Methodology

Fishery Performance Indicators (FPIs) are a rapid assessment instrument for measuring economic, community, and ecological outcomes in the World’s fishery systems. They can be used in both developed (data-rich) and developing (data-poor) regions. They are used to evaluate the effectiveness of investment, reforms, and interventions.

The International Coalition of Fisheries Associations (ICFA) funded the development of Fishery Performance Indicators in 2009. The World Bank has since tested and applied them. The development process involved four workshops and test pilots involving:

Publications and Reports

  1. Anderson J.L., C.M. Anderson, J. Chu, J. Meredith, et al. 2015. The Fishery Performance Indicators: A Management Tool for Triple Bottom Line Outcomes. PLOS ONE 10(5): e0122809. doi:10.1371/journal.pone.0122809
  2. Chu, J. Garlock, T., Asche, F. and Anderson, J.L. 2017. Impact Evaluation of a Fisheries Development Project. Marine Policy 85 (2017) 141-149.
  3. Chu, J. and J. Meredith. 2014. Economic, environmental, and social evaluation of Africa’s small-scale fisheries. The World Bank Group. Washington DC (54pp).
  4. Anderson, J.L., C. Anderson, T. Garlock and M. DeAlessi. 2016. The Fishery Performance Indicators for California and Indonesia Fisheries Management Systems. Prepared for The David and Lucile Packard Foundation.

What is a Fishery System?

A fishery system is the intersection of three perspectives. The biological perspective is identified by a breeding population. The harvesting business perspective is identified by fleets using comparable technologies and serving similar markets. The management perspective is identified by a common set of rules for access and harvest. In other terms, a fishery system is identified by fleets harvesting identifiable populations, supplying similar markets, and under a common set of rules for access and harvest.

Fishery Performance Indicators

Fishery systems are scored using 68 metrics. These metrics were selected to be readily available, accurate, quantifiable, relevant and understandable. They are rolled up into three indicators: Ecology, Economics, and Community. We are continually adding new fisheries to the FPI system, and are expanding the utility of FPI to assessment of sports fisheries and aquaculture operations.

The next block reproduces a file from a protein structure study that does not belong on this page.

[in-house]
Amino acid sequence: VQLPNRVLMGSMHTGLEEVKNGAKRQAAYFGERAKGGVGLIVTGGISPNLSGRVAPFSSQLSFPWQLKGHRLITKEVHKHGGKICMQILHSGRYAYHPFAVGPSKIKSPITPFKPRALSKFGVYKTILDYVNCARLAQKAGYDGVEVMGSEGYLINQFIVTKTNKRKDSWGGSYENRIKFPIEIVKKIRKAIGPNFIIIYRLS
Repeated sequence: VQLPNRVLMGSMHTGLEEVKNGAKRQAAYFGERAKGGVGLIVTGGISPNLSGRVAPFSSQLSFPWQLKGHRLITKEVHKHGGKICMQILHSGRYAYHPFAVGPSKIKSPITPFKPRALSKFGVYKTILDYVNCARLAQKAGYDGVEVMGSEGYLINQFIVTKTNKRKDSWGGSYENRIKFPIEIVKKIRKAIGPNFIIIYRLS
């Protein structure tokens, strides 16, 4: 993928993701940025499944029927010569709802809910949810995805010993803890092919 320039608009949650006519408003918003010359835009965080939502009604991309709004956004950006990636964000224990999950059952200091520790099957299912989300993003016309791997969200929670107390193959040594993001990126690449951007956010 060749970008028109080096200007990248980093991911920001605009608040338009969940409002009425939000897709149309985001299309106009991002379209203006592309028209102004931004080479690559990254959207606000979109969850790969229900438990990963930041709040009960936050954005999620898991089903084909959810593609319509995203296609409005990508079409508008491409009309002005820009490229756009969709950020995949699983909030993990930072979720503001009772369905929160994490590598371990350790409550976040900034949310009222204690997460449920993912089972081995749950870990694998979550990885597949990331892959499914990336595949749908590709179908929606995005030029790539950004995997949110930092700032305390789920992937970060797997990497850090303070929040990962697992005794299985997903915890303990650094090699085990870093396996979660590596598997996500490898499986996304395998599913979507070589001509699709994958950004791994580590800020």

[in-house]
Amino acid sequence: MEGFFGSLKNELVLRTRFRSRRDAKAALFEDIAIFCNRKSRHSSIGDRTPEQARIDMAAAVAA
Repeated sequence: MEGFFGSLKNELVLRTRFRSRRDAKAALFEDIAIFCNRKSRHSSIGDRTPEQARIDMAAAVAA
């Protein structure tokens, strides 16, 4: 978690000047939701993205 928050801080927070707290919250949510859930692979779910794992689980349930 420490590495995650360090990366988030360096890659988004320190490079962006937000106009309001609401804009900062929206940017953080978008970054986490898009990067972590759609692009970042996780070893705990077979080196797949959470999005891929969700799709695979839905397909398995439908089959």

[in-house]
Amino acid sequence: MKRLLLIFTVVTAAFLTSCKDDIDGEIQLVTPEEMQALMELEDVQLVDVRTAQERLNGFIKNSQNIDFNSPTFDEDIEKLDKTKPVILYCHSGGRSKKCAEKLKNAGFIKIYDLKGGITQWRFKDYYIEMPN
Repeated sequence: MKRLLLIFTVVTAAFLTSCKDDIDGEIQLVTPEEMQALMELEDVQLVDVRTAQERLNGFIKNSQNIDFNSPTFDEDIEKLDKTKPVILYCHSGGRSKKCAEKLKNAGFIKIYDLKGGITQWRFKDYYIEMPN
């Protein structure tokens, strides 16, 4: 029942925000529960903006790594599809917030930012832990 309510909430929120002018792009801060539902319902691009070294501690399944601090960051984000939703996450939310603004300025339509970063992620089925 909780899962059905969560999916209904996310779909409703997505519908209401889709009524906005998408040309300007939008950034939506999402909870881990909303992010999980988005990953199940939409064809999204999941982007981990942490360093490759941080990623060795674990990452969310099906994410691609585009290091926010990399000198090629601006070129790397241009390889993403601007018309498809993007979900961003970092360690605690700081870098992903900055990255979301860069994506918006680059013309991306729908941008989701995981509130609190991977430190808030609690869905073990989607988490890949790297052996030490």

FPI Strengths

-Triple bottom line assessment – environment, economics, community

-Objective and science-based

-Rapid and cost-effective

-Compares systems – A common language/a common metric

-Support investment/project monitoring and evaluation

-Accommodates data-poor fisheries

-Includes the value chain

Value

Multilateral Banks and Development Organizations (e.g. World Bank, Asia Development Bank, USAID)

These organizations use the FPIs for independent & objective baseline assessment; as a tool to assist in project design; and for monitoring and evaluation.

Government Fishery Management Agencies

These organizations use the FPIs for independent & objective assessment of their management systems.

Environmental NGOs

These organizations use the FPIs for independent & objective baseline assessment; as a tool to assist in project design; and for monitoring and evaluation.

Philanthropic Organizations

These organizations use the FPIs for independent & objective baseline assessment; as a tool to assist in project design and for monitoring and evaluation.

Seafood Users

There is potential for the FPIs to help seafood buyers, chefs, wholesalers and distributors source from sustainable fishery systems.

Academic Community

As an independent and objective data source the FPIs can be used to formally evaluate the effectiveness of management systems and help answer what works. What works best for fisheries? What works best for economic returns, business and employment?  What works best for the community?

 

Fishery Performance Indicators Manual

Individual metrics are scored from 1 to 5. The bins are generally chosen to reflect the quintiles of performance on the metric globally.

Additionally each metric is assigned a quality of the score:

Sample Metric

As an example, the metric Social Standing of Captain is scored as follows.

ScoreDescription
5Among the most respected in the community, comparable with civic and religious leaders or educated professionals
4Comparable to business managers and white collar jobs
3Comparable to skilled labor jobs
2Comparable to unskilled labor or service jobs
1Among the least respected, such as illegal labor, slaves or indentured servants